15. Virgil61

    What's the last book you read?

    Thanks for the warning but my background in economics is solid, besides graduate work in macro and micro, I've worked in the real world around economists & the international trade scene in D.C. for years. I'm quite well-read on the 2008 subprime mortgage crisis. The whole 'bankers were forced or threatened' is pretty much BS as a cause of the subprime meltdown--a position backed up by the Fed inquiry committee, countless studies including by individual Fed banks. It's no mistake it's relegated to opinion pages more than economic studies of the crisis (there are a few, but not many). The truth is that government-backed CRA mortgages failed at a rate far less than the national average. The proof is in the pudding, Countrywide's horrendous mortgages weren't sold on political pressure. They sold them because once that was done they packed them in groups of mortgage backed securities & collateralized debt obligations then sold off ending up on Wall St as part of Lehman Brothers or bought up by foreign entities. They made money on the sale and were not liable for the mortagages [EDIT: I should've say were not harmed if the mortgages weren't paid], the next guy they sold the MBS' & CDOs to was--understanding this is key to understanding the crisis. No. Lehman Brothers & Bear Stearns [and JP Morgan, and almost all the major players] had nothing to do with selling the original mortgages to homeowners. They took the mortgages packaged, repacked them when needed then resold them. Lehman leveraged themselves 16 to 1 to borrow to buy more. Sixteen to One (that needs repeating). They were insured for losses by whom? AIG. Morgan was responsible for reselling billions & billions of dollars of repacked mortgaged security packages that were toxic and were as responsible for representing them as AAA. AAA securities they sold and that failed. They weren't wet-behind-the-ears guys from Missoula playing the stocks they were at the top of the financial profession. If they weren't responsible no one was. They made tens of billions in profits from these sales & came out smelling like a rose by bailing out some bad stuff w/gov't backing [they would have been in danger of going under as well with the financial ****storm that would have followed]. I can go deeper into the mechanics of what happened but would probably put everyone to sleep, if they aren't already. Yes and I remember last month GM--owned in part by the Autoworkers union--came out ahead of Toyota for the first time in perceived quality--specifically GMC & Chevrolet. Not even close to what happened. GM Corporation folded in a federal bankruptcy & is now Motor Liquidation Company. Period. A separate entity was the beneficiary of the bailout funds. As part of the dissolution it sold it's name and factories to another entity which was backed by money from the Ontario gov't, the UAW's pension fund and US gov't backed funds. The 'new' company is 'GM Company' and has no legal relationship with the old GM. It wasn't populism by any measure it was sound economic policy. Letting GM and Chrysler go under would have driven steel, tire and other sub-contracting suppliers out of business. That possibility scared Ford so much that in spite of not accepting gov't money it's CEO went in front of Congress with GM and Chrysler's to ask for the bailout. I have to laugh at the 'hundreds of years of bankruptcy law' thing going around. I'm not sure what law you're speaking of. I graduated from law school and what I remember is creditors always come ahead of shareholders. Shareholders are almost always wiped out in bankruptcy and have the last claim to assets. The US Gov't lost $12 billion in bailout loans to GM. in 2011 alone the auto industry paid over $130 billion in state and federal taxes. The Austrians got their lunch handed to them on this and their theories certainly haven't risen in stature among economists in general though not on the far to fringe right.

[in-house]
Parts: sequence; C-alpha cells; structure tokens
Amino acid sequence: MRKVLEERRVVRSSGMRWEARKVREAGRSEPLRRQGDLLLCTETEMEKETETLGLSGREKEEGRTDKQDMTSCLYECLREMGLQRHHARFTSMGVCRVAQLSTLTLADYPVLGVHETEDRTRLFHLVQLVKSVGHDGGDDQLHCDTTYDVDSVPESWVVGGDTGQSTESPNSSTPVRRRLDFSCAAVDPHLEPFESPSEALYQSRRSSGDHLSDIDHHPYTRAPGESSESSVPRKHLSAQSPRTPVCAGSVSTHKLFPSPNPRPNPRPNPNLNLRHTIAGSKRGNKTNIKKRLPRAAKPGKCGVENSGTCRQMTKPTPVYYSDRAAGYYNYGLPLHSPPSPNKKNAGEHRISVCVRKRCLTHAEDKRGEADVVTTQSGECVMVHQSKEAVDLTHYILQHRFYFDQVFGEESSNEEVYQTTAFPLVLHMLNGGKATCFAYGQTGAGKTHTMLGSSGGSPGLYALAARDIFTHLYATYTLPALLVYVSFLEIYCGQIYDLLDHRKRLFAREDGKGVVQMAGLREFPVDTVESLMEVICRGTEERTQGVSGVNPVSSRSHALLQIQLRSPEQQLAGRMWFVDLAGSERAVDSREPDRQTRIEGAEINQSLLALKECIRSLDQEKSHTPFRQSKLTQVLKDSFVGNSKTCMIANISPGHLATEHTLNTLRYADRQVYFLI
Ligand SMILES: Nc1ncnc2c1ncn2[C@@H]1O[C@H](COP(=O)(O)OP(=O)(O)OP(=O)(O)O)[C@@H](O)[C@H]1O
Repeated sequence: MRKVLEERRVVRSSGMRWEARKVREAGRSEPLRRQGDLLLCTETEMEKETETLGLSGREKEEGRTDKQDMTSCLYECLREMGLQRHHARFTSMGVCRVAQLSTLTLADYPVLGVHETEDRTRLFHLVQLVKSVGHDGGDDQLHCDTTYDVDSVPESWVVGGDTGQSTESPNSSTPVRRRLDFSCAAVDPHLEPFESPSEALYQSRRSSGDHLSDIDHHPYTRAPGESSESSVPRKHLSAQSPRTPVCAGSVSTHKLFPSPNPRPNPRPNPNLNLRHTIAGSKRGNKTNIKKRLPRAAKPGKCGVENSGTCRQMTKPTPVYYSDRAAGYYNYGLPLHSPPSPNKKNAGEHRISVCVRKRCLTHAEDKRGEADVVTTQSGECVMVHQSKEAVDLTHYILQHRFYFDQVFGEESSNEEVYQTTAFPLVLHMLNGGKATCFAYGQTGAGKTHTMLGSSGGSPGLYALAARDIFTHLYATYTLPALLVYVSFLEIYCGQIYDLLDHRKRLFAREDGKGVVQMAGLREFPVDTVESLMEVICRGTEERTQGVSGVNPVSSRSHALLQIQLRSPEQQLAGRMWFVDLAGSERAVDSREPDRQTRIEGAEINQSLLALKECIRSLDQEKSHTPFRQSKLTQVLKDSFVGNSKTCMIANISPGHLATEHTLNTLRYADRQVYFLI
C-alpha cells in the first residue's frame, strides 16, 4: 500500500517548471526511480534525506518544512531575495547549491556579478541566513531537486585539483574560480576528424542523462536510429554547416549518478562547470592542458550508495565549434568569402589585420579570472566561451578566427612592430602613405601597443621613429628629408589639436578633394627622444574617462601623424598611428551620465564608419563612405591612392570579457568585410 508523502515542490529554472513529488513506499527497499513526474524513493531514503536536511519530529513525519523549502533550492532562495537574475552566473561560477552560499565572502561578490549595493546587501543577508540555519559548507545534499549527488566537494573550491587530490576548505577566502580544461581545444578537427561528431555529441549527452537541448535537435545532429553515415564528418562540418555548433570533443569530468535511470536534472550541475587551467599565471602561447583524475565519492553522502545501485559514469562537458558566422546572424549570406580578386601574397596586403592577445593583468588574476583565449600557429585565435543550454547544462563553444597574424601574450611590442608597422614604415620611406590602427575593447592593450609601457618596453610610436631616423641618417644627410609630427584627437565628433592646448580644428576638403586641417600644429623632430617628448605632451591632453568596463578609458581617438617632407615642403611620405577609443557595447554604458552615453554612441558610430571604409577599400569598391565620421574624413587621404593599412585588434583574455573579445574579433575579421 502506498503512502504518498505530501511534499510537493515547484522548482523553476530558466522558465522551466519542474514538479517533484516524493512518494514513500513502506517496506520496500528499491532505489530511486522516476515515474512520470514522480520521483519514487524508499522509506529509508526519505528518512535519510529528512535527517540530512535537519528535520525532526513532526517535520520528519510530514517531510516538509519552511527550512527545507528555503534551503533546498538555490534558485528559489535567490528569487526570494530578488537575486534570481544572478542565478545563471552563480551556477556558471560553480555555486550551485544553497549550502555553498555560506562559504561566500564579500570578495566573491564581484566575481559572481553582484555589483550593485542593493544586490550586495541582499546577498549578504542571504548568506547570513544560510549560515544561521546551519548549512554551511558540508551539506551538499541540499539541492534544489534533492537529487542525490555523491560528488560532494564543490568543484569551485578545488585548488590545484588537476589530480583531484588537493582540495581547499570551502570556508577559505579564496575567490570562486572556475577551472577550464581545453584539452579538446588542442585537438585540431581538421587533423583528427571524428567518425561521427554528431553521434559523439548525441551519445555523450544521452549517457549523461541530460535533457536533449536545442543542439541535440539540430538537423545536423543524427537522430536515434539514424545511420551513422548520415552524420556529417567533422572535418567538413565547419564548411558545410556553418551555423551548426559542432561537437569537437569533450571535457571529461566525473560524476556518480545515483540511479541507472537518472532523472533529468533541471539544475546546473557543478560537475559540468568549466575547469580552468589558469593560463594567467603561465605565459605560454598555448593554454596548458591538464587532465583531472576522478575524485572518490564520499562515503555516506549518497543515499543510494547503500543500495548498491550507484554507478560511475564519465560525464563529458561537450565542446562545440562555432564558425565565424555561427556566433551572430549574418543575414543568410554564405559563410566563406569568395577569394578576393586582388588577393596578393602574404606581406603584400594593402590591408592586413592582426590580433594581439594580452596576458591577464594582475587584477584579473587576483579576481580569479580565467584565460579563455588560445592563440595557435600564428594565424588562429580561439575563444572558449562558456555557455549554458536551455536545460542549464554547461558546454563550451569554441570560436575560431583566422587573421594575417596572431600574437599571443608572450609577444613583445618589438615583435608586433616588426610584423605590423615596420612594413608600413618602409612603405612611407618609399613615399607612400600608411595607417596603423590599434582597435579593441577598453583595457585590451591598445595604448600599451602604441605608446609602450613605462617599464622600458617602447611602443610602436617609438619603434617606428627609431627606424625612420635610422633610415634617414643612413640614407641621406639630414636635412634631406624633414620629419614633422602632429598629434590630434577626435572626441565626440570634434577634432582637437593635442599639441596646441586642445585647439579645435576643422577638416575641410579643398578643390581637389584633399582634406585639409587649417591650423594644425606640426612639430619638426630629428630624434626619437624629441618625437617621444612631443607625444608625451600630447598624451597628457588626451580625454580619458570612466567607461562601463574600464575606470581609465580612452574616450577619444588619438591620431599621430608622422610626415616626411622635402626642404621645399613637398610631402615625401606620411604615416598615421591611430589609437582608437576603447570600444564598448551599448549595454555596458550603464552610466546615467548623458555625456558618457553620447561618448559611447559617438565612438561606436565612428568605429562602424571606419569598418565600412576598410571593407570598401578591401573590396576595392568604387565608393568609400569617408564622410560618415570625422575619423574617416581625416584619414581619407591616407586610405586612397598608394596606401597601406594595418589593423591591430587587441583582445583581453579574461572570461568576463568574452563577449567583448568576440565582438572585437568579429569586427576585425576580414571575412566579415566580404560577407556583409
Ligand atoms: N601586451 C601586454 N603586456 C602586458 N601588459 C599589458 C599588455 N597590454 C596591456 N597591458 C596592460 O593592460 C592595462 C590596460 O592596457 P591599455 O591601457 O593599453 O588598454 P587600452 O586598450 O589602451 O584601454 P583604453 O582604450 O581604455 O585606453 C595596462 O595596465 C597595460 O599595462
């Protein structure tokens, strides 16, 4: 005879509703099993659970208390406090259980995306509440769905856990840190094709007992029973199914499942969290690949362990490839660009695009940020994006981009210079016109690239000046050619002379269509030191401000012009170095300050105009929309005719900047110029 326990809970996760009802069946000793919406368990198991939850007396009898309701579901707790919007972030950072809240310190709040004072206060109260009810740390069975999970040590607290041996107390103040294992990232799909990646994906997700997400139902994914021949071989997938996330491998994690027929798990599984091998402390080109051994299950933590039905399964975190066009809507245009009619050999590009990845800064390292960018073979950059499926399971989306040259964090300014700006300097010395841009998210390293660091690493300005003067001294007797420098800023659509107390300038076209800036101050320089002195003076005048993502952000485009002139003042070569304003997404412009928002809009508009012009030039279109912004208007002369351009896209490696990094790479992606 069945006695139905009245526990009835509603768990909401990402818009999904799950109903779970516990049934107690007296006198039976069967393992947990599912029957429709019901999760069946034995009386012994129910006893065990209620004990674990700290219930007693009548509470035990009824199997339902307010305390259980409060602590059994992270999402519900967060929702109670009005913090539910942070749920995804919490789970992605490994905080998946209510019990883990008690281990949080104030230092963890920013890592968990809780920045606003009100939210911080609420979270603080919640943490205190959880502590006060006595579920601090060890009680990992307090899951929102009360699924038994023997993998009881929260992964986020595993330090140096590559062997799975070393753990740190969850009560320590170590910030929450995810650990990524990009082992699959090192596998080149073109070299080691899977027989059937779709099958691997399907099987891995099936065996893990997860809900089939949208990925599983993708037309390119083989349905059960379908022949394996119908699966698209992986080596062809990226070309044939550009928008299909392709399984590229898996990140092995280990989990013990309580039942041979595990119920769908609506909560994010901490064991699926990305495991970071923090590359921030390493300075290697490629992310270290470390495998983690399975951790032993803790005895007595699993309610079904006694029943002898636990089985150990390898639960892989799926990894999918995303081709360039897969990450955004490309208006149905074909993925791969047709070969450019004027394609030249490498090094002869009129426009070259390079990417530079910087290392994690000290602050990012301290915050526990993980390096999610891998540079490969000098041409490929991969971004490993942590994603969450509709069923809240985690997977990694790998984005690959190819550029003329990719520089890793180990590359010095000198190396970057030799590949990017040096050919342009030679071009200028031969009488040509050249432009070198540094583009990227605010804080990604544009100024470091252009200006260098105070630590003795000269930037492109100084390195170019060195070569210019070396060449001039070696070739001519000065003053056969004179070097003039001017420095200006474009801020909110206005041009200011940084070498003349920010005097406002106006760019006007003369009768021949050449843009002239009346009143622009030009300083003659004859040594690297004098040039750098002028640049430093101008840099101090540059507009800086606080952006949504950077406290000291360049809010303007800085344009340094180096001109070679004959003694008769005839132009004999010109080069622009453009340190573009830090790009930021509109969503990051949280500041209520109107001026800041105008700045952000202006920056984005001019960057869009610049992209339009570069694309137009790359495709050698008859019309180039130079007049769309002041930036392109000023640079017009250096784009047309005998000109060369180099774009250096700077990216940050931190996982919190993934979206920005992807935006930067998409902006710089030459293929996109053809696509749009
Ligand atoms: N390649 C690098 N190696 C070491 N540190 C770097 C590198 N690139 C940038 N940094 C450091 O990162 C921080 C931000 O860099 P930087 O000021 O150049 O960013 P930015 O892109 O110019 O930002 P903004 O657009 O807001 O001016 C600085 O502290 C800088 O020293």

16. Virgil61

    What's the last book you read?